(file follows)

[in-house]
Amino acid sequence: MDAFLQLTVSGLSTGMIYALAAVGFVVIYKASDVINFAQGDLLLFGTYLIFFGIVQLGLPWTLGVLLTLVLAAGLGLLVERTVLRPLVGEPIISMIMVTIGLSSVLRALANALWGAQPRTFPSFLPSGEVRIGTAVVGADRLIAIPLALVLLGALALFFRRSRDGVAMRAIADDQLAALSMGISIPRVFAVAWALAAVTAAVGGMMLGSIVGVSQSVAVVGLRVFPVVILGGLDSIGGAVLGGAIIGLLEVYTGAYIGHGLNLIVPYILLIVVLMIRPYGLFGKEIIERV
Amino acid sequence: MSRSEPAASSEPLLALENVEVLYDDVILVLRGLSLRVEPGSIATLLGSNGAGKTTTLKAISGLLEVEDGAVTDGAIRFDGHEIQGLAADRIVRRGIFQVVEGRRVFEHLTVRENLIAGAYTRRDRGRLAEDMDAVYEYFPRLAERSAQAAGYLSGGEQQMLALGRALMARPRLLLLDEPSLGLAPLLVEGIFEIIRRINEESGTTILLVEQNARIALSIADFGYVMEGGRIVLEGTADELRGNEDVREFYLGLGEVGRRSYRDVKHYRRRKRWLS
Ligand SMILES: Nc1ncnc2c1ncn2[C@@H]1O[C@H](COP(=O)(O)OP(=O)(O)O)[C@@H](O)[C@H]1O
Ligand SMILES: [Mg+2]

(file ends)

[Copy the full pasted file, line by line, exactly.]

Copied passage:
[in-house]
Amino acid sequence: MDAFLQLTVSGLSTGMIYALAAVGFVVIYKASDVINFAQGDLLLFGTYLIFFGIVQLGLPWTLGVLLTLVLAAGLGLLVERTVLRPLVGEPIISMIMVTIGLSSVLRALANALWGAQPRTFPSFLPSGEVRIGTAVVGADRLIAIPLALVLLGALALFFRRSRDGVAMRAIADDQLAALSMGISIPRVFAVAWALAAVTAAVGGMMLGSIVGVSQSVAVVGLRVFPVVILGGLDSIGGAVLGGAIIGLLEVYTGAYIGHGLNLIVPYILLIVVLMIRPYGLFGKEIIERV
Amino acid sequence: MSRSEPAASSEPLLALENVEVLYDDVILVLRGLSLRVEPGSIATLLGSNGAGKTTTLKAISGLLEVEDGAVTDGAIRFDGHEIQGLAADRIVRRGIFQVVEGRRVFEHLTVRENLIAGAYTRRDRGRLAEDMDAVYEYFPRLAERSAQAAGYLSGGEQQMLALGRALMARPRLLLLDEPSLGLAPLLVEGIFEIIRRINEESGTTILLVEQNARIALSIADFGYVMEGGRIVLEGTADELRGNEDVREFYLGLGEVGRRSYRDVKHYRRRKRWLS
Ligand SMILES: Nc1ncnc2c1ncn2[C@@H]1O[C@H](COP(=O)(O)OP(=O)(O)O)[C@@H](O)[C@H]1O
Ligand SMILES: [Mg+2]